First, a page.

Strange Places That Cats Hide: Olga’s Preferred Spots


Hi, I’m Christopher! Read my introduction to learn more about me and my silly Russian Blue cat, Olga.

When your cat knows a trip to the veterinarian’s office is imminent, you may have trouble locating them. I’ve placed Olga’s carrier in the living room for a few days before her vet appointments to confuse her, but it doesn’t help. She knows when I’m taking her to the vet because her appointments are always early in the morning, and I don’t feed her breakfast.

If I head to the bathroom to take a shower instead of feeding her, she finds a place to hide. I don’t have a grand estate, and it doesn’t take long to find her, but she’s clever and moves around while I’m searching. Her dark gray fur blends in with the dark spaces under the furniture, and I have to turn on all the lights when I look under the chairs, couches, and beds.

Hiding and Relaxing

Olga has different spots for relaxing and hiding. She used to nap under a bed in the spare bedroom in the morning while I worked, and if I needed to pick her up, it wasn’t difficult. When Olga’s content, she’s easier to handle, even if she’s sleeping.

It’s much harder to grab and coax her into the carrier when she’s hiding from fear. She finds a spot under the couch or bed that’s difficult to reach, and when I crawl under it to reach her, she takes off and evades my grip. After 20 minutes of chasing her around, I’ll finally capture her with a towel and wedge her into the carrier.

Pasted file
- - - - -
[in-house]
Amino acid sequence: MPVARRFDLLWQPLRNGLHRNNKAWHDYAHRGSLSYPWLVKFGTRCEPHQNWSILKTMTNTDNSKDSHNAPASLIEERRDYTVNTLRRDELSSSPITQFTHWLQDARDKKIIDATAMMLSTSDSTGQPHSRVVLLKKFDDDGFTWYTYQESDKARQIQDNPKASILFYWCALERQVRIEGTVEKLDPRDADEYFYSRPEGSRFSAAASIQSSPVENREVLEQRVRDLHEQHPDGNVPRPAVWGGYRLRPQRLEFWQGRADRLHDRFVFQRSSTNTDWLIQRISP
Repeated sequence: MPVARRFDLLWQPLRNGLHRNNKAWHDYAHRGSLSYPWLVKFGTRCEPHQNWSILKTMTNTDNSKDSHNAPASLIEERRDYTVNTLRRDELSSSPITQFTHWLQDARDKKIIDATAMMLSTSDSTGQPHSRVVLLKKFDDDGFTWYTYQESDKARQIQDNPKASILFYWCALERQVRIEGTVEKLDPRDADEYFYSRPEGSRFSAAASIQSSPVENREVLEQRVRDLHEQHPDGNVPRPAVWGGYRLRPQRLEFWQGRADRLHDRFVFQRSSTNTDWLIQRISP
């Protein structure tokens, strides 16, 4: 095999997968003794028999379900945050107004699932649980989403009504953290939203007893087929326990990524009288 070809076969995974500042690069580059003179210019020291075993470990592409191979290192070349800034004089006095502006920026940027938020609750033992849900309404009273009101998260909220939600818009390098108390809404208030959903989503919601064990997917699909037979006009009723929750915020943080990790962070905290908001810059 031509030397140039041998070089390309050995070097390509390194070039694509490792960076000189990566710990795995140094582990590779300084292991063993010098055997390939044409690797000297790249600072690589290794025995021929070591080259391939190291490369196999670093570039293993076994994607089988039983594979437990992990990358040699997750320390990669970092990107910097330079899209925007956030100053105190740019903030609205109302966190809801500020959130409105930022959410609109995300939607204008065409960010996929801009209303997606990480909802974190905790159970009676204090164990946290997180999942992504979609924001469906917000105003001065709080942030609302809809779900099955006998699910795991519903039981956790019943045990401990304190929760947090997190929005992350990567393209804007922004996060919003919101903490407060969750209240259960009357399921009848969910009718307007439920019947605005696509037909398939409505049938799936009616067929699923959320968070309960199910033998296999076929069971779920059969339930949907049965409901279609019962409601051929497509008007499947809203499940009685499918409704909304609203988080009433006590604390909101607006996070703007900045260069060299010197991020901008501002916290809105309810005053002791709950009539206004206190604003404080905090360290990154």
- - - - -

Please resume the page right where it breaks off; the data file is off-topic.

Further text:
Don’t hate me because I’m stunning.

Creative Hiding Spots

A few years ago, she created new hiding spaces by tearing holes in the lining on the bottom of my bed and couch. I’m unsure when she did it, but it was probably the night she heard fireworks for the first time. I was impressed that she found another way to make capturing her more challenging. When she crawls into the hole under the mattress box, I can see the fabric sag under her weight.

I try to push her toward the hole so I can get her out, but she screams and claws me through the fabric. She doesn’t do it as often now, but I have to wear gloves to protect my hands when she does. Hiding is instinctual for cats, and while it’s annoying to owners who struggle to locate their pets, it’s better than the alternative.

Please find another place to sleep. I claim this bed as my own.
Please find another place to sleep. I claim this bed as my own.

Respecting Their Restraint

Cats can teach us a lot about the “fight or flight” response since they usually lean toward fleeing rather than fighting, at least when they live indoors with humans. The cat haters’ greatest fears would come true if they favored fighting. Instead of hiding from their owners when scared or stressed, they would attack them.

Although cats are skilled predators, they don’t leap into the air and pounce on our faces when we upset them. Lacerated eyeballs and severed arteries aren’t common injuries from cats, but they could be if they showed less restraint.



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